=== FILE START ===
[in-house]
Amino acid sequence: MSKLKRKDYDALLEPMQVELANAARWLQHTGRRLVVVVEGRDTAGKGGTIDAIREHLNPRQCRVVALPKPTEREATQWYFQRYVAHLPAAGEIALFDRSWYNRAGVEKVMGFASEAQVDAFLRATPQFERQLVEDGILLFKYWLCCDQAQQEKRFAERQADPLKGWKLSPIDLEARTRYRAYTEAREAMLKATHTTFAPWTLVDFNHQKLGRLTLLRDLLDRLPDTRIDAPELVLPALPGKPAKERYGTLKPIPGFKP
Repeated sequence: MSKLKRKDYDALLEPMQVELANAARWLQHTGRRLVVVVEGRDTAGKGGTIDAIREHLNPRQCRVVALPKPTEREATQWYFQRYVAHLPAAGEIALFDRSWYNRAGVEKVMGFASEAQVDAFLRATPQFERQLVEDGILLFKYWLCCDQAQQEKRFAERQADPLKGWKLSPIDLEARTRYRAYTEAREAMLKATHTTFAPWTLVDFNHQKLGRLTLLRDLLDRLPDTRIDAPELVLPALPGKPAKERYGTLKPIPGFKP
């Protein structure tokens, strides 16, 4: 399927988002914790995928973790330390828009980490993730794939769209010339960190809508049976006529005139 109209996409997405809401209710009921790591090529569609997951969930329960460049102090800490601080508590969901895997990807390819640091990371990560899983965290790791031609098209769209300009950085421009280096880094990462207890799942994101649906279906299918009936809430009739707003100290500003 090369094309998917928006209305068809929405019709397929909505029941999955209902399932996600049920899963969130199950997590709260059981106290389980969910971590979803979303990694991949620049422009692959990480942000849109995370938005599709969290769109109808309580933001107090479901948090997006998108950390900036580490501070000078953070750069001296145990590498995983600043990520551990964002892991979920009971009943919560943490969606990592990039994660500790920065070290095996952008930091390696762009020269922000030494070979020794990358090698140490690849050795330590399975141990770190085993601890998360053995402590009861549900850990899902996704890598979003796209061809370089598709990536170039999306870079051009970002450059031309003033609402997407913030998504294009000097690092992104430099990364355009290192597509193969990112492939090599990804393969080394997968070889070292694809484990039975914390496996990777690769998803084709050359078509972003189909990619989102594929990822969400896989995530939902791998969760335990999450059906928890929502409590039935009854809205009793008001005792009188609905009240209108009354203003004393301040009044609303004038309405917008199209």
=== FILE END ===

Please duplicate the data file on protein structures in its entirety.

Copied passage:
[in-house]
Amino acid sequence: MSKLKRKDYDALLEPMQVELANAARWLQHTGRRLVVVVEGRDTAGKGGTIDAIREHLNPRQCRVVALPKPTEREATQWYFQRYVAHLPAAGEIALFDRSWYNRAGVEKVMGFASEAQVDAFLRATPQFERQLVEDGILLFKYWLCCDQAQQEKRFAERQADPLKGWKLSPIDLEARTRYRAYTEAREAMLKATHTTFAPWTLVDFNHQKLGRLTLLRDLLDRLPDTRIDAPELVLPALPGKPAKERYGTLKPIPGFKP
Repeated sequence: MSKLKRKDYDALLEPMQVELANAARWLQHTGRRLVVVVEGRDTAGKGGTIDAIREHLNPRQCRVVALPKPTEREATQWYFQRYVAHLPAAGEIALFDRSWYNRAGVEKVMGFASEAQVDAFLRATPQFERQLVEDGILLFKYWLCCDQAQQEKRFAERQADPLKGWKLSPIDLEARTRYRAYTEAREAMLKATHTTFAPWTLVDFNHQKLGRLTLLRDLLDRLPDTRIDAPELVLPALPGKPAKERYGTLKPIPGFKP
């Protein structure tokens, strides 16, 4: 399927988002914790995928973790330390828009980490993730794939769209010339960190809508049976006529005139 109209996409997405809401209710009921790591090529569609997951969930329960460049102090800490601080508590969901895997990807390819640091990371990560899983965290790791031609098209769209300009950085421009280096880094990462207890799942994101649906279906299918009936809430009739707003100290500003 090369094309998917928006209305068809929405019709397929909505029941999955209902399932996600049920899963969130199950997590709260059981106290389980969910971590979803979303990694991949620049422009692959990480942000849109995370938005599709969290769109109808309580933001107090479901948090997006998108950390900036580490501070000078953070750069001296145990590498995983600043990520551990964002892991979920009971009943919560943490969606990592990039994660500790920065070290095996952008930091390696762009020269922000030494070979020794990358090698140490690849050795330590399975141990770190085993601890998360053995402590009861549900850990899902996704890598979003796209061809370089598709990536170039999306870079051009970002450059031309003033609402997407913030998504294009000097690092992104430099990364355009290192597509193969990112492939090599990804393969080394997968070889070292694809484990039975914390496996990777690769998803084709050359078509972003189909990619989102594929990822969400896989995530939902791998969760335990999450059906928890929502409590039935009854809205009793008001005792009188609905009240209108009354203003004393301040009044609303004038309405917008199209």